Republicans have high hopes for November’s midterm elections for Congress and for good reason. The president and his party are deeply unpopular with moderate and conservative voters, in spite or rather because of their push for health care and financial reform; monumental legislations which the opposition has been able to taint as unprecedented government takeovers. Although set to book major victories, Republicans unlikely to reclaim majorities in either house of Congress however.
So many as thirty seats in the House of Representatives may change hands come November according to recent polls. In many of the states which Barack Obama carried in 2008 however, Democrats are still able to swing the balance in their favor.
The same is true for the Senate although the Democrats’ majority is the upper chamber will be slim indeed. Republican candidates are expected to claim victories in the states of Delaware, Indiana and North Dakota, where incumbent Democrats are retiring, as well as in Arkansas. Traditional battleground states as Colorado, Pennsylvania and Nevada are also within the Republicans’ reach which would bring them up to 48 seats compared to 41 today.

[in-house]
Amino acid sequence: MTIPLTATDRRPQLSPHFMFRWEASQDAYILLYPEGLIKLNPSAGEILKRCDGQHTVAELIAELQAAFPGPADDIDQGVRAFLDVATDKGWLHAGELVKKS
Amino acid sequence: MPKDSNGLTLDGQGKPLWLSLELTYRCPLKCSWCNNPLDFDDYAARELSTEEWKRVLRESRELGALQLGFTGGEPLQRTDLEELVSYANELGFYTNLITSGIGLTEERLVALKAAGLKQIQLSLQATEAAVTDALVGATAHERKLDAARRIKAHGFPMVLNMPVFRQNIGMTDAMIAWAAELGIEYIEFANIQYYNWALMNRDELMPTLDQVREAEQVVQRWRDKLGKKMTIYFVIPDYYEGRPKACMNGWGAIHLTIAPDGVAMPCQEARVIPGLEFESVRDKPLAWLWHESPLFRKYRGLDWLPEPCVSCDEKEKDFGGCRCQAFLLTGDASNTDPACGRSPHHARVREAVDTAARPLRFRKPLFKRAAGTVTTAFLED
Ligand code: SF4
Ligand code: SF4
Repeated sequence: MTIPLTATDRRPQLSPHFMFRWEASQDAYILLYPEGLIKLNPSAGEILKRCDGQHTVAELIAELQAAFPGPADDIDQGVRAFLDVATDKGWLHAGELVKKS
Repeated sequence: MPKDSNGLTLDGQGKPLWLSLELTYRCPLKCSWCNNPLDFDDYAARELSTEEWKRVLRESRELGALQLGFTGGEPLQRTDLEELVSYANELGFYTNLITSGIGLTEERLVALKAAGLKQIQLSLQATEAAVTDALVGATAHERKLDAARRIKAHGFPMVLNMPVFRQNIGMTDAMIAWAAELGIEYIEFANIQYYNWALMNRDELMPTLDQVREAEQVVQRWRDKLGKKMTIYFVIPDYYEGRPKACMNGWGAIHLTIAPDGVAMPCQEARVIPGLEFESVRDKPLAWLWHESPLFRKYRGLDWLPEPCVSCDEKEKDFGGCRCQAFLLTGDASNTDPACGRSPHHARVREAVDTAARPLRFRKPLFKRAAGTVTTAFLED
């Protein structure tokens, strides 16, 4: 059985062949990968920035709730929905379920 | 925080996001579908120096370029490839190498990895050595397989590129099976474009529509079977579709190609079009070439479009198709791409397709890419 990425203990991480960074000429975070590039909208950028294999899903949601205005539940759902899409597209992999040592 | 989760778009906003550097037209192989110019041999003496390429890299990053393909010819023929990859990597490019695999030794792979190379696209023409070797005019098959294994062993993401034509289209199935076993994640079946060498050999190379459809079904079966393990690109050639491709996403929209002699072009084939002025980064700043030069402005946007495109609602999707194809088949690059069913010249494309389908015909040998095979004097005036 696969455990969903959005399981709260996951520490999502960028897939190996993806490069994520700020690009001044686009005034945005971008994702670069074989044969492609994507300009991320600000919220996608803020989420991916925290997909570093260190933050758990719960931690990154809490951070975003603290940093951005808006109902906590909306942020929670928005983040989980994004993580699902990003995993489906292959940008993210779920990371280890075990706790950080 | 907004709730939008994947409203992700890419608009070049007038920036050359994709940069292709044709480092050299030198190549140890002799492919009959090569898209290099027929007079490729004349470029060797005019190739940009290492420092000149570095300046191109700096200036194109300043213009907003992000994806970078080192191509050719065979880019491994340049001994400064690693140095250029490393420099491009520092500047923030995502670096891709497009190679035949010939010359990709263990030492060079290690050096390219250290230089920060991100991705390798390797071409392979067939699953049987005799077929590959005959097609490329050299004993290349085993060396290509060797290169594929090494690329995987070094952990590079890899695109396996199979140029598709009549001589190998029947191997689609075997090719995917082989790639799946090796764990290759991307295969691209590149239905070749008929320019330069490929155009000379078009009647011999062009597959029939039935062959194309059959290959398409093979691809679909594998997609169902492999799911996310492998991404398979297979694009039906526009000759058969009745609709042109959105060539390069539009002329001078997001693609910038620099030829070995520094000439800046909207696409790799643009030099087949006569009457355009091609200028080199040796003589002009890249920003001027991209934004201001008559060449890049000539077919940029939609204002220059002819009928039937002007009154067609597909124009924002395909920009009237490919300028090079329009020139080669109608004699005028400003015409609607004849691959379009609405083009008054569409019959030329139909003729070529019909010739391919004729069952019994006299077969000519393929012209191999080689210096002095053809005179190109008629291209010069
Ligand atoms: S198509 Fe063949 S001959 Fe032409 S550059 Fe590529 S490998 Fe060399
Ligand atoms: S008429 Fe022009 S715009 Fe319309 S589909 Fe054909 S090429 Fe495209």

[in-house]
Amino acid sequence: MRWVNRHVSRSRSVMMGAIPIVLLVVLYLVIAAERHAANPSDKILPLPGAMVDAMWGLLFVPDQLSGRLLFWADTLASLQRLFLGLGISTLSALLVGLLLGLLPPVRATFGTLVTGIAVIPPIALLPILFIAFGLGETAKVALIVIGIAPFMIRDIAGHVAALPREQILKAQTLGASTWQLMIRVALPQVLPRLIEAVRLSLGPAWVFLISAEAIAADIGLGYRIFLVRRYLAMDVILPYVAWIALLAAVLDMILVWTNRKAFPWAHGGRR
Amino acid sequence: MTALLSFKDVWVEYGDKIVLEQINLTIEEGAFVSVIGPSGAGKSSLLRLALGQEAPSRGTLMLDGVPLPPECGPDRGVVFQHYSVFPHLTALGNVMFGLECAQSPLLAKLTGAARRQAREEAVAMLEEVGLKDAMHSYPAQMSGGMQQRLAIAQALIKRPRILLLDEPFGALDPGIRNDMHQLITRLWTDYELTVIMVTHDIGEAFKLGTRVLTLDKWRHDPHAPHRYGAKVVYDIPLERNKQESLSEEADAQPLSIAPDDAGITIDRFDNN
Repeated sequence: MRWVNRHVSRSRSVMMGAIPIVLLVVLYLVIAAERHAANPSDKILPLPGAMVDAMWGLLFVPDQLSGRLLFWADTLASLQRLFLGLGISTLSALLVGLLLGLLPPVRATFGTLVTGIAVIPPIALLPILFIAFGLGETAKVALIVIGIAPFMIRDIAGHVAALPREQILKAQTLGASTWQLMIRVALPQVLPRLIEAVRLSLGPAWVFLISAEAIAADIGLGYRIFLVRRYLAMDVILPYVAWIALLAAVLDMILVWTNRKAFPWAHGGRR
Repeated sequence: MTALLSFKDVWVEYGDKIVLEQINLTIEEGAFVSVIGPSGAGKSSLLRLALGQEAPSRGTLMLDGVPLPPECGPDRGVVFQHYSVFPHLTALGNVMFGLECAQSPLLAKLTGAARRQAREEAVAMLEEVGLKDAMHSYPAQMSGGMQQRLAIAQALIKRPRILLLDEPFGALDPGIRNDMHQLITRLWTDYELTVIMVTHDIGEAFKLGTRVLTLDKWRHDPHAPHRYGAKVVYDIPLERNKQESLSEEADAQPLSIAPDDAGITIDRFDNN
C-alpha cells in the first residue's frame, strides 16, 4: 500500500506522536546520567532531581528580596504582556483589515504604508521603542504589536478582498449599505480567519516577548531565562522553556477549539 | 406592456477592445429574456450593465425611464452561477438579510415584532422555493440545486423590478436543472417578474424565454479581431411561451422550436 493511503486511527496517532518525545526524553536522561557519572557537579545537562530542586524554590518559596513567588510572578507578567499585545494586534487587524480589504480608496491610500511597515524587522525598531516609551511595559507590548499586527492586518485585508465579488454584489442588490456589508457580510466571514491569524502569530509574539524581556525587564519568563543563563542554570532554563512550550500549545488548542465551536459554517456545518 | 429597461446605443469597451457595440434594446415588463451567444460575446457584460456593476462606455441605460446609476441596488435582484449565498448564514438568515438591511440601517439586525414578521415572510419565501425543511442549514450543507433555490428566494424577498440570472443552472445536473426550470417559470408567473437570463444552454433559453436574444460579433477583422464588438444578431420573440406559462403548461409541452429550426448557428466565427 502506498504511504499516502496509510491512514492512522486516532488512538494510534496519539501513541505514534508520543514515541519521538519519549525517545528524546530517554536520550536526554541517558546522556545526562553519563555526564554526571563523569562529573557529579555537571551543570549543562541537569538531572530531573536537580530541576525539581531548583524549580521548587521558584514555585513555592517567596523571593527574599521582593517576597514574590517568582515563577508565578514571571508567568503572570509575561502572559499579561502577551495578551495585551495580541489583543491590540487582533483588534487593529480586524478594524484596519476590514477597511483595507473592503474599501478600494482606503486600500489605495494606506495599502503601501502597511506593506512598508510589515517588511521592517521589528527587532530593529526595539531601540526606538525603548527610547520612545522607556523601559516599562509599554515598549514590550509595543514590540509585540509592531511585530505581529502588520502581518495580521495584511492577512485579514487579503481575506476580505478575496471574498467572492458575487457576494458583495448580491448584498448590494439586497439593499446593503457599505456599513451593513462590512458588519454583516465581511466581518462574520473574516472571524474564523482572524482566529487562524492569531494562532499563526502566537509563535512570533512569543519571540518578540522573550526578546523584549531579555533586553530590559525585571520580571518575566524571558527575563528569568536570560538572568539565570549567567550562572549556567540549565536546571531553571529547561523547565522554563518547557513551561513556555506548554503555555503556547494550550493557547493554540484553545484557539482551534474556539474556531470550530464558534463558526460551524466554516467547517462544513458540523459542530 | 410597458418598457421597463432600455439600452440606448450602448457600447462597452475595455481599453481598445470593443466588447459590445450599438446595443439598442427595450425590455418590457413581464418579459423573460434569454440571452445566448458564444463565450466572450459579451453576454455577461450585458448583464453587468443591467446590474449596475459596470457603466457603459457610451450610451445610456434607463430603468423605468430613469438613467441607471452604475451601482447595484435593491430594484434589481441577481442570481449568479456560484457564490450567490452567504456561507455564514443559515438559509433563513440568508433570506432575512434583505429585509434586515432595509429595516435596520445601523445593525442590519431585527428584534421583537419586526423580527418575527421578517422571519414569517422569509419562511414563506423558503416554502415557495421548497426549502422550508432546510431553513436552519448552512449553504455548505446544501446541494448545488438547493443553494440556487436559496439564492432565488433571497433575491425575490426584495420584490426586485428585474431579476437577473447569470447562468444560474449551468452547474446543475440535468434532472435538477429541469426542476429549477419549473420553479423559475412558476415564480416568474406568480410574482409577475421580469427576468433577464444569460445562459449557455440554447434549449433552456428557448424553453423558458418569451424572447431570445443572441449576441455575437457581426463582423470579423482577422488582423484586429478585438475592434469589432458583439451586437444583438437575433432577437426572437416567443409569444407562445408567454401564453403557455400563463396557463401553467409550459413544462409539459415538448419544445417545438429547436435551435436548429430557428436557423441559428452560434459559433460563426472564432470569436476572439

The states that will decide the election are California, Illinois, Washington and Wisconsin. In all four the major parties are virtually tied. The former, among them Illinois, the president’s home state, are Democratic strongholds; in 2000 and 2004, presidential candidates Al Gore and John Kerry carried Wisconsin by margins of just 5- and 10,000 votes respectively but the state hasn’t sent a Republican to the Senate since Bob Kasten was defeated in 1992.
Republicans admit that a Senate takeover is unlikely to be achieved this fall. Senator John Cornyn of Texas who chairs the National Republican senatorial Committee, acknowledged so much last week. “I think it’s going to be a two-cycle process,” he told C-SPAN’s Newsmakers program on July 18, meaning that Republicans expect to win the Senate by 2012 when more states in the south and midwest will be up for grabs.
In effect, the midterms will likely eradicate the impressive gains made by Democrats in 2008 but not prevent them from governing. Unlike the Revolution of 1994, the elections won’t allow the Republicans to derail the administration any more than they currently can.